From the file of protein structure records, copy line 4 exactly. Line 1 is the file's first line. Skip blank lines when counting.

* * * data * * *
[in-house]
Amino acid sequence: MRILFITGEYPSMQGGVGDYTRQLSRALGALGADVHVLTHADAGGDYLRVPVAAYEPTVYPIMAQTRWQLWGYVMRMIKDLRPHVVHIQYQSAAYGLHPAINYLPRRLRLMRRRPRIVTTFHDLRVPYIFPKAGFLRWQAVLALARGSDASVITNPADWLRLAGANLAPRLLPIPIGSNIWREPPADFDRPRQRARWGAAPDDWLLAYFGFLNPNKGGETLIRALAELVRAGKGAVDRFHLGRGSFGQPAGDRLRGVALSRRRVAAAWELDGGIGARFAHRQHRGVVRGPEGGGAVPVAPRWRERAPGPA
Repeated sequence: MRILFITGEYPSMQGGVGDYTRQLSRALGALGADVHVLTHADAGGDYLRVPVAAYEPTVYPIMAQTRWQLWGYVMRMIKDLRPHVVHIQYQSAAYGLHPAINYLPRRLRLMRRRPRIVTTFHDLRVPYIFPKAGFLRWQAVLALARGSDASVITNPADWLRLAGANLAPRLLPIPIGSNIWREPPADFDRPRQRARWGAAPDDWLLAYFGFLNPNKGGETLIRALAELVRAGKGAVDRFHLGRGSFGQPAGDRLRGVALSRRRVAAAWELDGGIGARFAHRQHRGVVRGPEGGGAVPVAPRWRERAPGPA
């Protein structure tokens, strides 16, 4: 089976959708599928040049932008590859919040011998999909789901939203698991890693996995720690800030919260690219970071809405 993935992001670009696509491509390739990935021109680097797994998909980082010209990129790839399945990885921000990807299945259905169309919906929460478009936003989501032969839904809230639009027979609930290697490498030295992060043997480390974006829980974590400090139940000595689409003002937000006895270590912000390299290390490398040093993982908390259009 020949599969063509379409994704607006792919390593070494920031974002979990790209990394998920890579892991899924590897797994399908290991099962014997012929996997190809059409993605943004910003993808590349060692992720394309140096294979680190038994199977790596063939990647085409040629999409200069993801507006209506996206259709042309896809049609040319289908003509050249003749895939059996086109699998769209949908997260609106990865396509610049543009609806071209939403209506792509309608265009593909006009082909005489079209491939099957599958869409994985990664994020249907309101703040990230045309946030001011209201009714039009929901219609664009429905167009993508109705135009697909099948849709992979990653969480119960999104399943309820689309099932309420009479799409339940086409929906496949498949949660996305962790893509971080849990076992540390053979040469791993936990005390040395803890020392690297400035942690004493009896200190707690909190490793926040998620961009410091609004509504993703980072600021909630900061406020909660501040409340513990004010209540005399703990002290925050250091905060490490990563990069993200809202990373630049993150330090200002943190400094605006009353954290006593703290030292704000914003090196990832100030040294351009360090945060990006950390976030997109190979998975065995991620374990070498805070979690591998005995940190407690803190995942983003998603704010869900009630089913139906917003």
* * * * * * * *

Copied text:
């Protein structure tokens, strides 16, 4: 089976959708599928040049932008590859919040011998999909789901939203698991890693996995720690800030919260690219970071809405 993935992001670009696509491509390739990935021109680097797994998909980082010209990129790839399945990885921000990807299945259905169309919906929460478009936003989501032969839904809230639009027979609930290697490498030295992060043997480390974006829980974590400090139940000595689409003002937000006895270590912000390299290390490398040093993982908390259009 020949599969063509379409994704607006792919390593070494920031974002979990790209990394998920890579892991899924590897797994399908290991099962014997012929996997190809059409993605943004910003993808590349060692992720394309140096294979680190038994199977790596063939990647085409040629999409200069993801507006209506996206259709042309896809049609040319289908003509050249003749895939059996086109699998769209949908997260609106990865396509610049543009609806071209939403209506792509309608265009593909006009082909005489079209491939099957599958869409994985990664994020249907309101703040990230045309946030001011209201009714039009929901219609664009429905167009993508109705135009697909099948849709992979990653969480119960999104399943309820689309099932309420009479799409339940086409929906496949498949949660996305962790893509971080849990076992540390053979040469791993936990005390040395803890020392690297400035942690004493009896200190707690909190490793926040998620961009410091609004509504993703980072600021909630900061406020909660501040409340513990004010209540005399703990002290925050250091905060490490990563990069993200809202990373630049993150330090200002943190400094605006009353954290006593703290030292704000914003090196990832100030040294351009360090945060990006950390976030997109190979998975065995991620374990070498805070979690591998005995940190407690803190995942983003998603704010869900009630089913139906917003």